It's been a while since I've visited the Spit. It's still a significant place for me, but it's increasingly part of the broader city. It's no longer the surreal and accidental collection of disparate elements; it's being smoothed over and made more palatable for recreation and nature. These are good things, yes, but not my things.

This toll-booth structure is from when the spit was an active lakefilling site for construction rubble, elevated to be compatible with dump truck cabs. That's from the Toronto Harbour Commission days. The building to the left is new – it's a visitor centre built by the Toronto Region Conservation Authority, which runs the naturalized areas that are Tommy Thompson Park. One place that's shifting between two owners and two identities. 

But as the TRCA looks to gentrify Tommy Thompson Park the wilder elements of the Spit occasionally pushes back. And the old construction road is in rough shape, which doesn't look like something that's going to be fixed. There is another new visitor centre at the main entrance, which might even include such luxuries as running water, which is perhaps a more sustainable effort to make it into an easier destination and usable by more people.

For this photo I really like the Escher-esque action that's happening in the foreground. The combination of soft focus and complete depth of field from the pinhole is playing some interesting tricks.

This is a substantial bay at the end of the Spit. The rougher and newer endikement that forms a straight line against the lake is to the left, while the more naturalized area is to the right. Over summer nights there's usually a boat or two moored here, but this late in the year it was just a work barge as they continue to remediate this area.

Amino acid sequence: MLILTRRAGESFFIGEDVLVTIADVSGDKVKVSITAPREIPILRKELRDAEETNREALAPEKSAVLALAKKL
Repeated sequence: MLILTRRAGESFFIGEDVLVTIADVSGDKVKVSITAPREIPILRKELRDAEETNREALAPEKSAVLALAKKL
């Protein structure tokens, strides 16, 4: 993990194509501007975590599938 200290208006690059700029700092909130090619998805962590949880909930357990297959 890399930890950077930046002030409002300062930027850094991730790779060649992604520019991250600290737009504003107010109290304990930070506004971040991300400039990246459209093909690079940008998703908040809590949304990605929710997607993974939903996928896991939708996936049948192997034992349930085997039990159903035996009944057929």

Like the Spit, this photo started out as an accident and then finished off on purpose. I bumped the pinhole shutter open while it was pointing at the brick beach, and then reset it for a long exposure across the water. 

I've gained a lot from spending time on the Spit, and taken home more than a few significant things in my visits over the decades. This is the first time I went there in order to leave something important, and it was a trip that was long overdue.

This photo was an infinite exposure. My meter+reciprocity app measured its needed duration at 17 minutes – f/138 and iso125 HP4 film at dusk will do that. But it was at dusk, which comes quickly this time of year, so it was dark before that time was up. So I used a flashlight to paint the foreground for a few minutes, and then sat on the shore overlooking the lake until I got too cold to stay out. It was a fitting end to the evening.